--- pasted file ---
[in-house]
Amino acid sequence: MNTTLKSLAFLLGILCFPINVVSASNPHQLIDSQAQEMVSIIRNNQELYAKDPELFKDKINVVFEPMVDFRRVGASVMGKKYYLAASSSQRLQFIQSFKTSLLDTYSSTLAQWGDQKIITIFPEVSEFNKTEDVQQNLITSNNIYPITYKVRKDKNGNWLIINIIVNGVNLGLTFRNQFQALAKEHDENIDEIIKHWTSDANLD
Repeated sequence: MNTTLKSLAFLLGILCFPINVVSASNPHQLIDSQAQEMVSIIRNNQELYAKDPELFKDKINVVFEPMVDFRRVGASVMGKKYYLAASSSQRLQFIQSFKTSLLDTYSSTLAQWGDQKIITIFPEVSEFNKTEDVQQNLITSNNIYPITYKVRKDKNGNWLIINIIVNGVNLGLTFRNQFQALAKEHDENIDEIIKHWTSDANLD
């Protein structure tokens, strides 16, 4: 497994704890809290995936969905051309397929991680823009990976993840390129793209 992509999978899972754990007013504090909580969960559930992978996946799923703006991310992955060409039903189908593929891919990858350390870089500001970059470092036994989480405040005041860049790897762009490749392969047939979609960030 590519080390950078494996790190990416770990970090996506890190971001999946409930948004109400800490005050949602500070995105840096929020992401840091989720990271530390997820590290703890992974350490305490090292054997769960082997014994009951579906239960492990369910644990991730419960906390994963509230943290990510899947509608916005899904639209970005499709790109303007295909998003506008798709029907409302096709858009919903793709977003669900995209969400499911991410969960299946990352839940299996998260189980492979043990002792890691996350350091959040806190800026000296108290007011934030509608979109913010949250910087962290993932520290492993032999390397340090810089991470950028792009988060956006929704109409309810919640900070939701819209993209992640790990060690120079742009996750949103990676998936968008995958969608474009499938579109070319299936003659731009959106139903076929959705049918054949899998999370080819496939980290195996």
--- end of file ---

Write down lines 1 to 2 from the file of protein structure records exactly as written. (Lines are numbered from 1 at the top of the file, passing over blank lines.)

[in-house]
Amino acid sequence: MNTTLKSLAFLLGILCFPINVVSASNPHQLIDSQAQEMVSIIRNNQELYAKDPELFKDKINVVFEPMVDFRRVGASVMGKKYYLAASSSQRLQFIQSFKTSLLDTYSSTLAQWGDQKIITIFPEVSEFNKTEDVQQNLITSNNIYPITYKVRKDKNGNWLIINIIVNGVNLGLTFRNQFQALAKEHDENIDEIIKHWTSDANLD